Rant Sports 2013 Fantasy Football Mock Draft: Team 10 Analysis
Out of 10 draftees, I owned the 10th overall pick, and for the most part, I was happy.
It was the Rant Sports first Fantasy Football mock draft of the year, and in 10-team leagues, I want– no, need the 10th pick. The only reason I didn’t like owning this pick was the unfortunate realization that I wouldn’t stand a chance at owning my man crush, C.J. Spiller. But then it happened. One pick after the next, Spiller continued to fall. And I was smiling, genuinely happy. And finally, at number 10 overall, I made my first selection of the draft. Here’s how my team looked.
C.J. Spiller, Buffalo Bills (1.10): That’s right, it happened. Somehow, some way, Spiller fell to me at 10th overall. There wasn’t one player on my radar other than the Bills back. Last season, Spiller was the number seven fantasy back, despite splitting work with Fred Jackson. Also, via Tristan Cockroft, Spiller posted the fifth-highest consistency rating (81.3), which means that over 80 percent of the time, Spiller finished inside the top-10 or 12 (depending on your league size) among fantasy backs for that week. If he can produce like that during a year in which he was often under-utilized, I can’t wait to see what he does with new head coach Doug Marrone. Marrone has been run-oriented during his time at Syracuse and stated that he won’t pull Spiller for short yardage situation. A running back with top-three upside at 10 overall? Talk about a steal.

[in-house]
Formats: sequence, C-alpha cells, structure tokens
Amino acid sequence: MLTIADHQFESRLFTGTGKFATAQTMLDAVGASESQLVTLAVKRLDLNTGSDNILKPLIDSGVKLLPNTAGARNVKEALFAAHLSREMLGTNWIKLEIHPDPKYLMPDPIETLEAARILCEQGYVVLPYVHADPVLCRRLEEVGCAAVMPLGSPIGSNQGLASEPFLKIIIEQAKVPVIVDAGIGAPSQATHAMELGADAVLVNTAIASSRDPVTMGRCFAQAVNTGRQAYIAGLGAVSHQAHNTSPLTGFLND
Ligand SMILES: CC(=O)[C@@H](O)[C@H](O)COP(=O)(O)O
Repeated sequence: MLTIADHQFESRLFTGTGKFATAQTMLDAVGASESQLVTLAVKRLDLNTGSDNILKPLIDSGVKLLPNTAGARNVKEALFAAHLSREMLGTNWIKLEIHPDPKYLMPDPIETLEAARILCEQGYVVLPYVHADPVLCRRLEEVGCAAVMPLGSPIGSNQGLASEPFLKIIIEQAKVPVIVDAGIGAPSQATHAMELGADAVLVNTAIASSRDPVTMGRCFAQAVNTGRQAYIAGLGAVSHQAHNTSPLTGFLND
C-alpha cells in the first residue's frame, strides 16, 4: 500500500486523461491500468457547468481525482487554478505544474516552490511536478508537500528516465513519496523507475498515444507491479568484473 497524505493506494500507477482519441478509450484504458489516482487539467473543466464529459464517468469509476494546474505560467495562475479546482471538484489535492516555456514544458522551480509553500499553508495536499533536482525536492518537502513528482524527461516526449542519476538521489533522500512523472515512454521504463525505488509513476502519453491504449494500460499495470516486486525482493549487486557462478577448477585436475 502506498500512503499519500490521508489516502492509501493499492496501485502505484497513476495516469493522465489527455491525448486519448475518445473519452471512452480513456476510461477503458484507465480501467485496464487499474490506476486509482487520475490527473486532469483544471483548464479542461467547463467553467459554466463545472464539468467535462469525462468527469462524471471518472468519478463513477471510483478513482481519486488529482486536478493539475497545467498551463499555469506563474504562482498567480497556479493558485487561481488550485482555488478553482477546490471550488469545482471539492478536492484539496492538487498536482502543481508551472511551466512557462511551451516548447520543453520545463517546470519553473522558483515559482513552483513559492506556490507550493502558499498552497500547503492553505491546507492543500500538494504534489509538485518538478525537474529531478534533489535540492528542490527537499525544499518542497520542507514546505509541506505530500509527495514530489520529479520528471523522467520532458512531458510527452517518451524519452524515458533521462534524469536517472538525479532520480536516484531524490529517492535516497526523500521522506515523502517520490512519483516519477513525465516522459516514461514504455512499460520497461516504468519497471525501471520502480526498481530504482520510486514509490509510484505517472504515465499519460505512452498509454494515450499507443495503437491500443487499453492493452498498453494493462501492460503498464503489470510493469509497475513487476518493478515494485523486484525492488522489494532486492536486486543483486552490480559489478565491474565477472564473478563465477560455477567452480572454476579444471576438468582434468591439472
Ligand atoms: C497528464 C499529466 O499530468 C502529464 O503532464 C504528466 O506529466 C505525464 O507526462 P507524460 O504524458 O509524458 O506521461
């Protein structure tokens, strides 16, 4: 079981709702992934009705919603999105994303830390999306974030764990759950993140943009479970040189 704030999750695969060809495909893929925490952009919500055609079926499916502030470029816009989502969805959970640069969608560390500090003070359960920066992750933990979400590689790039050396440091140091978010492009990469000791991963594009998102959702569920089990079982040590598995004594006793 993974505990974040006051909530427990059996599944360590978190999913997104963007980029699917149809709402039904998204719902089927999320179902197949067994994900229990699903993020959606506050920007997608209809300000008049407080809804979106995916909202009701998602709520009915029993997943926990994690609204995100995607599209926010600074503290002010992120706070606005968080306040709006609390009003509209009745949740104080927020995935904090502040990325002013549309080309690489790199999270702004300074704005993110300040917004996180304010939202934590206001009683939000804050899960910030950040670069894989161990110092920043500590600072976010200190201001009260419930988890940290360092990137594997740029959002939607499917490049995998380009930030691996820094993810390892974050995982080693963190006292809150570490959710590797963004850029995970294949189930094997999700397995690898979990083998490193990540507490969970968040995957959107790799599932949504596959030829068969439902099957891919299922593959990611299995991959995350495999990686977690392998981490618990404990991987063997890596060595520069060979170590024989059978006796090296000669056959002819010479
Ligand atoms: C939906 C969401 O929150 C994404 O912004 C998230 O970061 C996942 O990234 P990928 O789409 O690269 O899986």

Matt Forte, Chicago Bears (2.01): With guys like Alfred Morris and Steven Jackson still on the board, perhaps I reached a bit on Forte here, but I can’t stay away from Marc Trestman and that offensive scheme. Trestman stated how much he loves Forte and that they need him to be even more of a focal point in the passing game. Throughout his coaching career, Trestman has been a guy who lets his quarterbacks sling the ball around a ton, but especially targeting the running backs. I mean, back when he was with the Cardinals, Larry Centers, a fullback, caught 69 balls. While Morris is expected to catch more balls this year, and Jackson is in an ideal situation in Atlanta, I think, barring injury, Forte can finish as a top-10 back. The usage will be there, despite him not being a strong short-yardage back.